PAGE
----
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TAS Country : June 21st 2012
16 Friday, Jun Farm Feature Pooley wines The secret to good wine can be found in quality fruit that relies on healthy soils, climate and a reliable source of water CELEBRATION: Matthew Pooley and his father John toast the success of their vineyard at Coal R Vineyard the toast land THIS Roger Hanson COAL River Valley winegrower Mat- thew Pooley is reaping the fruits of his passion for viticulture. Matthew and his father John are the principals of Pooley Wines, which has 12ha of vines across two vineyards in southern Tasmania, Belmont at Rich- mond and Cooinda Vale near Campan- ia.Matthew, 42, who has worked in the business for 17 years, is production manager and chief winemaker, while John manages the marketing and financial side of the business. The combination of their fine wines and viticulture practices captured the judges' attention to win this year's Tasmanian Vineyard of the Year award. The award is given annually by the Royal Agricultural Society of Tas- mania (RAST) in association with Wine Tasmania and the Tasmanian Institute of Agriculture (TIA). At a field day hosted by RAST at Pooley Wines' picturesque Belmont vineyard, head of the judging com- mittee Frank Walker said it was an exhaustive process to decide the vineyard of the year winner. He said vineyards are judged against 14 main criteria and judges look for 45 points across the vineyard. ''We look at what the entrant is trying to achieve from the vineyard, yield and quality,'' Mr Walker said. The categories of judging include soil management, weed control, disease control, pruning of the vine, trellising and water management. Matthew Pooley said major soils tests are done at the vineyards every three years, with minor testing annually. ''Pooley Wines values natural resources,'' Mat- thew said. ''We recognise quality fruit re- lies on healthy soils and climate.'' He said natural fertilisers are used. ''We look at the balance of the soil, have a minimalist approach to build up organic matter to help feed the vines,'' he said. Matthew said in the water manage- ment schedules the vineyards have drip irrigation. ''We monitor the soil moisture for a profile of the soil and change the irrigation as required.'' The vineyards also adopt a responsible approach to agrochemical use. ''Preventative management is the key before any spraying,'' he said. ''Keeping records is critical. We have a holistic vineyard management soft ware to give us an overall picture.'' Another positive step for Pooley Wines is their eight-year history with TIA trials. Dr Kathy Evans of the TIA handed Matthew the final report they have collaborated on with pest disease management and disease modelling, particularly in relation to botrytis. John Pooley said he was delighted the State Government had re- introduced the viticulture course. Pooley Wines has two full-time staff and put on an apprentice who will make use of the course. ''Once our apprentice finishes his studies he will be another qualified person in the Tasmanian industry,'' John said. ''The secret for Tasmania is to produce quality, because we can't produce the quantity to compete with the big vineyards interstate.'' How- ever, the Pooleys are planning further plantings at both sites, and are keen to continue learning by travelling nation- ally and internationally to adopt a holistic approach to their vineyards. The average size of a Tasmanian vineyard is 4.5ha. Pooley Wines is large by Tasmanian standards, but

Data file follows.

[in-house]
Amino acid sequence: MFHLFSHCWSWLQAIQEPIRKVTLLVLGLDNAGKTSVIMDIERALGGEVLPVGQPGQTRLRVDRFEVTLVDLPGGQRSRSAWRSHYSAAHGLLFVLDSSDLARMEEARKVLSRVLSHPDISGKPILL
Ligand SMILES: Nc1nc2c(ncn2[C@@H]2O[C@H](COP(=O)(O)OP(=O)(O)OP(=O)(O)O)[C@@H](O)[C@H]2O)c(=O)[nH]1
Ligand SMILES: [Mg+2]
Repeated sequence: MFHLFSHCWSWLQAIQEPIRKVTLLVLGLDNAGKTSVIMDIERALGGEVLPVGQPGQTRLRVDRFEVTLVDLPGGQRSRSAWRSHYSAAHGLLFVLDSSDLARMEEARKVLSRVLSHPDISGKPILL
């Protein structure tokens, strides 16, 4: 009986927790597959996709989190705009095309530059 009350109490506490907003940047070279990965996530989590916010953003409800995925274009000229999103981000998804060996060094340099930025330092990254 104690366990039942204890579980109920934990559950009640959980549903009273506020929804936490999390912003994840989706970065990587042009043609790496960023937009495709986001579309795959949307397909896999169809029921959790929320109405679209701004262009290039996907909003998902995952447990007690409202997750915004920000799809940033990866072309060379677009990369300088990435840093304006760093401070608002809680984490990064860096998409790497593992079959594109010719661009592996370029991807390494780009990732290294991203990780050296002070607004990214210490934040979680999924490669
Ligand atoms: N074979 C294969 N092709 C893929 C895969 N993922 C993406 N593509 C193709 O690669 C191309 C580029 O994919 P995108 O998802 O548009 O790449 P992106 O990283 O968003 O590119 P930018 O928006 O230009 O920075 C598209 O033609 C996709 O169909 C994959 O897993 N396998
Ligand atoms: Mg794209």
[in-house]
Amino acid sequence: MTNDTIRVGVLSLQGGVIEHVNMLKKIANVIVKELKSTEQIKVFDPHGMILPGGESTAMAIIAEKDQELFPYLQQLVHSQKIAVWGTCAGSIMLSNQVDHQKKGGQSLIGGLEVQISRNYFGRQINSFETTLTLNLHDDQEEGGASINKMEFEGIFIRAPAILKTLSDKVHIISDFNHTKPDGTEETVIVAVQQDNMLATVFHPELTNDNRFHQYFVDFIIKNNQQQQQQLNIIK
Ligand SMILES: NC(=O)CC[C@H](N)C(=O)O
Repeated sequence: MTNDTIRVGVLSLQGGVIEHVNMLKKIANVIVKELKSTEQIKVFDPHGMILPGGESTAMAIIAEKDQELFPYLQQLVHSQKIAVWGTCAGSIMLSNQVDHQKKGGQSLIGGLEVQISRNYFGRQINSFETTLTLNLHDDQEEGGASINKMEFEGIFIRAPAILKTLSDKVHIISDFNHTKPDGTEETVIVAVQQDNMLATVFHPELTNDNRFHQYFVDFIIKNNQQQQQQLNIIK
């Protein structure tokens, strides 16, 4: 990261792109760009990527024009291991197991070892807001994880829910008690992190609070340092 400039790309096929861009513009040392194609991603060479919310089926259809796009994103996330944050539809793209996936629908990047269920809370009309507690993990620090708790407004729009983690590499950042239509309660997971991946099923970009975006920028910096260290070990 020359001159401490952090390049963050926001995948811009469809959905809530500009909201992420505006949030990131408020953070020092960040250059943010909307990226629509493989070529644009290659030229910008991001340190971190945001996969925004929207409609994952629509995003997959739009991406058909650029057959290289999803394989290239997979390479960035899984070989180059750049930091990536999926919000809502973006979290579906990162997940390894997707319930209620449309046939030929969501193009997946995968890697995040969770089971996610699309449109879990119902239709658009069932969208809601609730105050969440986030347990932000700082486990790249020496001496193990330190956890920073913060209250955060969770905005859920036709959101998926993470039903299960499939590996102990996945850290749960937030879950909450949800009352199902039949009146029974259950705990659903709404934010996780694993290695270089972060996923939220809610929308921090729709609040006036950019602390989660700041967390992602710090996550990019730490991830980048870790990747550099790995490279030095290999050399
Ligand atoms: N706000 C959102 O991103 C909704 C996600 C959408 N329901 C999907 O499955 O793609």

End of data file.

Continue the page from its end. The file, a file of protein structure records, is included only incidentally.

June 14th 2012
June 28th 2012